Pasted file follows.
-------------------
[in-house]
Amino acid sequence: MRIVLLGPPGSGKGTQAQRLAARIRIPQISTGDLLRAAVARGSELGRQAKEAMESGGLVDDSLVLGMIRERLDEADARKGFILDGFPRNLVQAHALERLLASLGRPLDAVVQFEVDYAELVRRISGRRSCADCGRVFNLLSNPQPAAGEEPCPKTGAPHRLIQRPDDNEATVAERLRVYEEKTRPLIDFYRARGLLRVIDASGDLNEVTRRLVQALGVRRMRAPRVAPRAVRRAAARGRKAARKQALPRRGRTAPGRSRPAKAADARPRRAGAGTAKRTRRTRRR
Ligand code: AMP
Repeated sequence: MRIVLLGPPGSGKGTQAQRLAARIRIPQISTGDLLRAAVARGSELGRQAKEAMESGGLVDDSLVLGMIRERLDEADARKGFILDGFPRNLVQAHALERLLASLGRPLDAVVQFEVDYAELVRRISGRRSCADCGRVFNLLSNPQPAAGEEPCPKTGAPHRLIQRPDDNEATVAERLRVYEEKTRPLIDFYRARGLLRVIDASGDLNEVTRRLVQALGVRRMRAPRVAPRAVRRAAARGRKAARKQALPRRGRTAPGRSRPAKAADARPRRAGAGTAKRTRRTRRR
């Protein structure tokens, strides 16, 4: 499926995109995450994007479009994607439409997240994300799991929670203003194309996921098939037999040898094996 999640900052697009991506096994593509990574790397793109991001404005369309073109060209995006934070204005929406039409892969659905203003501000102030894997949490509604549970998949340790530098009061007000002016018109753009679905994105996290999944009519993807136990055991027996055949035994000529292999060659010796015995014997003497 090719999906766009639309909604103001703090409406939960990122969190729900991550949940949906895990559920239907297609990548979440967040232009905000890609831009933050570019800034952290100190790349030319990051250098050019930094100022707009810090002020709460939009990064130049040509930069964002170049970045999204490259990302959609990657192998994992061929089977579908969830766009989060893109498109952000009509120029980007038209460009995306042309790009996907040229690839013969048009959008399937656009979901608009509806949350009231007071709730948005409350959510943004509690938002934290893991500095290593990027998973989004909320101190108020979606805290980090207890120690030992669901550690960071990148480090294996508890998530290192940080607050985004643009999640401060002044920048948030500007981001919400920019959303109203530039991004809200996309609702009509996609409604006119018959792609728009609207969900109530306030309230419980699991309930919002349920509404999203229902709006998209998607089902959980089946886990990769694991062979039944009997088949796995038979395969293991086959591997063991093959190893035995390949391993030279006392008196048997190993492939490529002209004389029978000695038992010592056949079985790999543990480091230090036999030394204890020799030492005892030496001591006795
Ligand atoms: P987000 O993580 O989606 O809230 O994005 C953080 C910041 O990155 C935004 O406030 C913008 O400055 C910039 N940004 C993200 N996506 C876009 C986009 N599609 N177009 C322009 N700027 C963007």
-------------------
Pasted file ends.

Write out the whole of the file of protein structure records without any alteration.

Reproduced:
[in-house]
Amino acid sequence: MRIVLLGPPGSGKGTQAQRLAARIRIPQISTGDLLRAAVARGSELGRQAKEAMESGGLVDDSLVLGMIRERLDEADARKGFILDGFPRNLVQAHALERLLASLGRPLDAVVQFEVDYAELVRRISGRRSCADCGRVFNLLSNPQPAAGEEPCPKTGAPHRLIQRPDDNEATVAERLRVYEEKTRPLIDFYRARGLLRVIDASGDLNEVTRRLVQALGVRRMRAPRVAPRAVRRAAARGRKAARKQALPRRGRTAPGRSRPAKAADARPRRAGAGTAKRTRRTRRR
Ligand code: AMP
Repeated sequence: MRIVLLGPPGSGKGTQAQRLAARIRIPQISTGDLLRAAVARGSELGRQAKEAMESGGLVDDSLVLGMIRERLDEADARKGFILDGFPRNLVQAHALERLLASLGRPLDAVVQFEVDYAELVRRISGRRSCADCGRVFNLLSNPQPAAGEEPCPKTGAPHRLIQRPDDNEATVAERLRVYEEKTRPLIDFYRARGLLRVIDASGDLNEVTRRLVQALGVRRMRAPRVAPRAVRRAAARGRKAARKQALPRRGRTAPGRSRPAKAADARPRRAGAGTAKRTRRTRRR
């Protein structure tokens, strides 16, 4: 499926995109995450994007479009994607439409997240994300799991929670203003194309996921098939037999040898094996 999640900052697009991506096994593509990574790397793109991001404005369309073109060209995006934070204005929406039409892969659905203003501000102030894997949490509604549970998949340790530098009061007000002016018109753009679905994105996290999944009519993807136990055991027996055949035994000529292999060659010796015995014997003497 090719999906766009639309909604103001703090409406939960990122969190729900991550949940949906895990559920239907297609990548979440967040232009905000890609831009933050570019800034952290100190790349030319990051250098050019930094100022707009810090002020709460939009990064130049040509930069964002170049970045999204490259990302959609990657192998994992061929089977579908969830766009989060893109498109952000009509120029980007038209460009995306042309790009996907040229690839013969048009959008399937656009979901608009509806949350009231007071709730948005409350959510943004509690938002934290893991500095290593990027998973989004909320101190108020979606805290980090207890120690030992669901550690960071990148480090294996508890998530290192940080607050985004643009999640401060002044920048948030500007981001919400920019959303109203530039991004809200996309609702009509996609409604006119018959792609728009609207969900109530306030309230419980699991309930919002349920509404999203229902709006998209998607089902959980089946886990990769694991062979039944009997088949796995038979395969293991086959591997063991093959190893035995390949391993030279006392008196048997190993492939490529002209004389029978000695038992010592056949079985790999543990480091230090036999030394204890020799030492005892030496001591006795
Ligand atoms: P987000 O993580 O989606 O809230 O994005 C953080 C910041 O990155 C935004 O406030 C913008 O400055 C910039 N940004 C993200 N996506 C876009 C986009 N599609 N177009 C322009 N700027 C963007």